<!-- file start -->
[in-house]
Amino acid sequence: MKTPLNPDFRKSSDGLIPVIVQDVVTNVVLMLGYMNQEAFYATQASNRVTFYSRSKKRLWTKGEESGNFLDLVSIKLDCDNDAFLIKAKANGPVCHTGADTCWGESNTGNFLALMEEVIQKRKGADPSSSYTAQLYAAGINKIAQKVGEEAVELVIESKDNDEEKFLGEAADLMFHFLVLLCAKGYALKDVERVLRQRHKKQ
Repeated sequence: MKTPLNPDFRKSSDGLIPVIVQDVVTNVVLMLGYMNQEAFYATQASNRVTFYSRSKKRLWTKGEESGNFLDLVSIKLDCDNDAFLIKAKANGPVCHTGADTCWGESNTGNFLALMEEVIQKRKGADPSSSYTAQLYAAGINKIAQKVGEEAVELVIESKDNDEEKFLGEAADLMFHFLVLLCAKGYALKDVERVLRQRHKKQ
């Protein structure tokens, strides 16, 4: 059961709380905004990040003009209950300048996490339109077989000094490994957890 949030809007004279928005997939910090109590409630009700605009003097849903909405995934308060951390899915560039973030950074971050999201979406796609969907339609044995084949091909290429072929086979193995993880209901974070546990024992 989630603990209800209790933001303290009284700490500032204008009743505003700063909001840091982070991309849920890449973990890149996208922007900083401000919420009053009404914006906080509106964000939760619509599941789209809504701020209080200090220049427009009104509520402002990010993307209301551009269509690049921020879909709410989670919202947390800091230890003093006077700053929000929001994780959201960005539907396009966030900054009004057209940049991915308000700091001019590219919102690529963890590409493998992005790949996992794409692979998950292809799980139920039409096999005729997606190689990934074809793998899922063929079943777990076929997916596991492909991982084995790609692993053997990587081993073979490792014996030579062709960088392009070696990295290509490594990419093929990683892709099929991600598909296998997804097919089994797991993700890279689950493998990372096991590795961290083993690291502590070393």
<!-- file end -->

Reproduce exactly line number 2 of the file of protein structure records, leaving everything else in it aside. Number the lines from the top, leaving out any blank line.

Amino acid sequence: MKTPLNPDFRKSSDGLIPVIVQDVVTNVVLMLGYMNQEAFYATQASNRVTFYSRSKKRLWTKGEESGNFLDLVSIKLDCDNDAFLIKAKANGPVCHTGADTCWGESNTGNFLALMEEVIQKRKGADPSSSYTAQLYAAGINKIAQKVGEEAVELVIESKDNDEEKFLGEAADLMFHFLVLLCAKGYALKDVERVLRQRHKKQ